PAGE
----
The Cybersecurity and Infrastructure Security Agency (CISA) is seeking public comment on the secure software development common self-attestation form to be completed by software producers that sell software to the federal government. Federal agencies are scheduled to begin collecting attestation forms for critical software by June 2023 and for all other software by September 2023.
Per Executive Order 14028, Improving the Nation’s Cybersecurity, and OMB memorandum, M-22-18, Enhancing the Security of the Software Supply Chain through Secure Software Development Practices, federal agencies are required to only use third-party software that meets the secure software development principles as outlined in NIST SP 800-218, Secure Software Development Framework, and the NIST Software Supply Chain Security guidance. Discussed in more detail here. Agencies must obtain a self-attestation from the software producer before using any software that “affects” government information or will be used on government information systems.
The OMB memorandum directs CISA to create a common self-attestation form suitable for use by all federal agencies. An agency can require additional attestation requirements, modifications, or supplements to the common self-attestation form, but the agency will need OMB approval for any changes. Whether agencies choose to use the CISA self-attestation form or implement different processes remains to be seen. The General Services Administration released an Acquisition Letter, MV-23-01, in January 2023 that adopted a different definition of “software” than the OMB memorandum. However, the letter also committed to using CISA’s common self-attestation form once available.
The OMB memorandum defines “Software,” as “firmware, operating systems, applications, application services (e.g., cloud-based software), and products containing software.” The memorandum requires attestations for software that (1) was developed after September 14, 2022 or (2) was modified by a major version change after September 14, 2022. The CISA proposed self-attestation form includes a third category of software that will require attestation. A self-attestation also will need to be submitted for (3) “any software to which the producer delivers continuous changes to the software code (such as software-as-a-service products or other products using continuous delivery/continuous deployment).”
The form allows for a software producer with software that has been verified by a FedRAMP third party assessor organization (3PAO) or other agency-approved 3PAO to submit the assessment documentation in lieu of an attestation.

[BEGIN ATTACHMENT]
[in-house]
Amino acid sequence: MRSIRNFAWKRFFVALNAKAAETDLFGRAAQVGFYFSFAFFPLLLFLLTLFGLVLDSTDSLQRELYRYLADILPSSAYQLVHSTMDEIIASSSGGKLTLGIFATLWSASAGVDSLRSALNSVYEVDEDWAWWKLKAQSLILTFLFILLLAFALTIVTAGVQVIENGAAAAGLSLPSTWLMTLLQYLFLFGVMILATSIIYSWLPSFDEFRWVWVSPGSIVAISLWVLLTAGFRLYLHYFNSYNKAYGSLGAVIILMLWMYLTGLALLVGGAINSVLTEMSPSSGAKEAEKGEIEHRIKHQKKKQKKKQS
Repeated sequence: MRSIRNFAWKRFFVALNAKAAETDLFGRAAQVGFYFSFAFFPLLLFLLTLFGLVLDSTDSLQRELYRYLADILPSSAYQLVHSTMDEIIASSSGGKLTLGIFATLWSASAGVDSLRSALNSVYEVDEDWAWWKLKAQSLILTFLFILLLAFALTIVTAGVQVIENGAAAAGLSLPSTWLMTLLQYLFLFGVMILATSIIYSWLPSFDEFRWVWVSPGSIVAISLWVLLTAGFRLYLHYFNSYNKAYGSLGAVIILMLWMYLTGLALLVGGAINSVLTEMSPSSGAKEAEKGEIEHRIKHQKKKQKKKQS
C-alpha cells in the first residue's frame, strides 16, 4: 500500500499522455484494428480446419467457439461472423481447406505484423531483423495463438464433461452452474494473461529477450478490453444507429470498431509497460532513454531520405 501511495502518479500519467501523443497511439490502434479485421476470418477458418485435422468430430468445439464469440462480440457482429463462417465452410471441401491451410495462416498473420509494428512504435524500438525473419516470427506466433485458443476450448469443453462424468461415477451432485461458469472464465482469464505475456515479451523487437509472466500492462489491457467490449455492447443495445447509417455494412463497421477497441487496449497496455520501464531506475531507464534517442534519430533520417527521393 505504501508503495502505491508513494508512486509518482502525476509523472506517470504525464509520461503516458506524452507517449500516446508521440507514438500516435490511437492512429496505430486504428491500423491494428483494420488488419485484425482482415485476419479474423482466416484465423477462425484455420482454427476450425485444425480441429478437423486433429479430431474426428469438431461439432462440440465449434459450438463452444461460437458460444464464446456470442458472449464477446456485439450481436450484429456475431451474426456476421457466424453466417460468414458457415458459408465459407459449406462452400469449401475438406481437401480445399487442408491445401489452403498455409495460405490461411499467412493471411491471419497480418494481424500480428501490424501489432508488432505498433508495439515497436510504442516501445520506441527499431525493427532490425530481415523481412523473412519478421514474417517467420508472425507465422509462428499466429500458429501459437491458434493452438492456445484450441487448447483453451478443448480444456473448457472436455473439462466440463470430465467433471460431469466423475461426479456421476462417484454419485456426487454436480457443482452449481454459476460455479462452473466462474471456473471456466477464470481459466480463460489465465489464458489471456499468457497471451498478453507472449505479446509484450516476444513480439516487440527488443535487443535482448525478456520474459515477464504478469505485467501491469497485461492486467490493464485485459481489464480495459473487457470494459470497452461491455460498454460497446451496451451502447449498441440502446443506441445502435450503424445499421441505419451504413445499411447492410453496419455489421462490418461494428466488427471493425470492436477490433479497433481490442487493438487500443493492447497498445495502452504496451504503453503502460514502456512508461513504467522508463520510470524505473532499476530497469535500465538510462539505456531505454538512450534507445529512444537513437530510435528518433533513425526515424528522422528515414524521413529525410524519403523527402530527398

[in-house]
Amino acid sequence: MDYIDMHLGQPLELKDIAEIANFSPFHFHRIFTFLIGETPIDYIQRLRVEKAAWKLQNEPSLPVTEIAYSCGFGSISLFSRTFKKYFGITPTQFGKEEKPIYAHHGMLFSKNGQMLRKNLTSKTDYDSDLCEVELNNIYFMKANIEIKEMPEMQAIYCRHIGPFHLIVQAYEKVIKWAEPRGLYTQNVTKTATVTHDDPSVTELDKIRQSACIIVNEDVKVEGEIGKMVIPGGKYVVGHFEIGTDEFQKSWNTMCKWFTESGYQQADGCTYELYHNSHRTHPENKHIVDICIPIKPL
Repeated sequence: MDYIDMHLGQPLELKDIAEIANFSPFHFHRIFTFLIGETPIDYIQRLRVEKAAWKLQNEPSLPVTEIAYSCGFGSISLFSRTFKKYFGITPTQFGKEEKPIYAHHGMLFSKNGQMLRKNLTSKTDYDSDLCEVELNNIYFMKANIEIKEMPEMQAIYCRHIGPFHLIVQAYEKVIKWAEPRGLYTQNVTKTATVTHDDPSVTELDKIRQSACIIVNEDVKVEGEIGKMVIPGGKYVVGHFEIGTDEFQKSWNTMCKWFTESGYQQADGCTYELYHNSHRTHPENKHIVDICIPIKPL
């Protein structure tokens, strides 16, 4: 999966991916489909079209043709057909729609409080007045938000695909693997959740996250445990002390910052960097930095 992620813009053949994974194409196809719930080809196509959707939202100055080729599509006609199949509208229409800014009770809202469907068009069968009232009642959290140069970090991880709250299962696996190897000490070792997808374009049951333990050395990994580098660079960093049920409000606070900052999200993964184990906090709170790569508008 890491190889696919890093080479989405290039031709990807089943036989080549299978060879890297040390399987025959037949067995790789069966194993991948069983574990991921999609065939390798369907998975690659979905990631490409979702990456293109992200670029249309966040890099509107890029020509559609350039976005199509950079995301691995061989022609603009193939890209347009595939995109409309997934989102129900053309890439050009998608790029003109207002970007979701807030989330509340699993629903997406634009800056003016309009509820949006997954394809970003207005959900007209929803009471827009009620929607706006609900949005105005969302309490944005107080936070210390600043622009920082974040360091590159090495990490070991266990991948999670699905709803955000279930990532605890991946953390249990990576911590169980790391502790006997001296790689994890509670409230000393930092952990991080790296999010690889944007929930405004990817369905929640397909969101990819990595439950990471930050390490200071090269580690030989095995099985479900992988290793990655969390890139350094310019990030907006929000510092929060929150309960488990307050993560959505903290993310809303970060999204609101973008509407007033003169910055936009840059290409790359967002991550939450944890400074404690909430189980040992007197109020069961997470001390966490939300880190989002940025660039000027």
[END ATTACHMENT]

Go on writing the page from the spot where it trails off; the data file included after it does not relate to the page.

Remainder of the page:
The self-attestation form lists four main categories of requirements from the Secure Software Development Framework to which software producers must attest:
- The software was developed and built in secure environments.
- The software producer made a good faith effort to maintain trusted source supply chains, including employing automated tools and establishing a process to address the security of third-party components and vulnerabilities.
- The software producer maintains provenance data for internal and third-party code incorporated into the software.
- The software producer employed automated tools that check for security vulnerabilities.
CISA is particularly interested in feedback on the following aspects of the proposed common self-attestation form:
- CISA requests more information on the potential burden on producers of collecting the requested information. CISA estimates the time burden for completing the attestation form for each software producer will amount to roughly 3.3 hours per self-attestation form. The form requires the Chief Executive Officer of the software producer or a designee to sign the form and attest to secure software development practices. The CISA form notes that providing false or misleading information on the form could result in a violation of 18 U.S.C. § 1001, which imposes criminal liability for false statements.
- CISA specifies that a software producer will need to resubmit the self-attestation form for any major software changes. CISA seeks comment on how frequently this may happen and how to reduce respondent burden due to collection.
- CISA also seeks comment on the burdens and costs of providing additional attestation artifacts or documentation such as a Software Bill of Materials (SBOMs). CISA assumes that a software producer would already have this additional information readily available.
Comments on the Secure Software Development Common Self-Attestation Form can be submitted here. The comment period closes on June 26, 2023, which is roughly when the OMB Memo directed agencies to begin collecting attestations for critical software. If you have any questions prior to submitting comments or as you prepare to submit a self-attestation form, please contact us.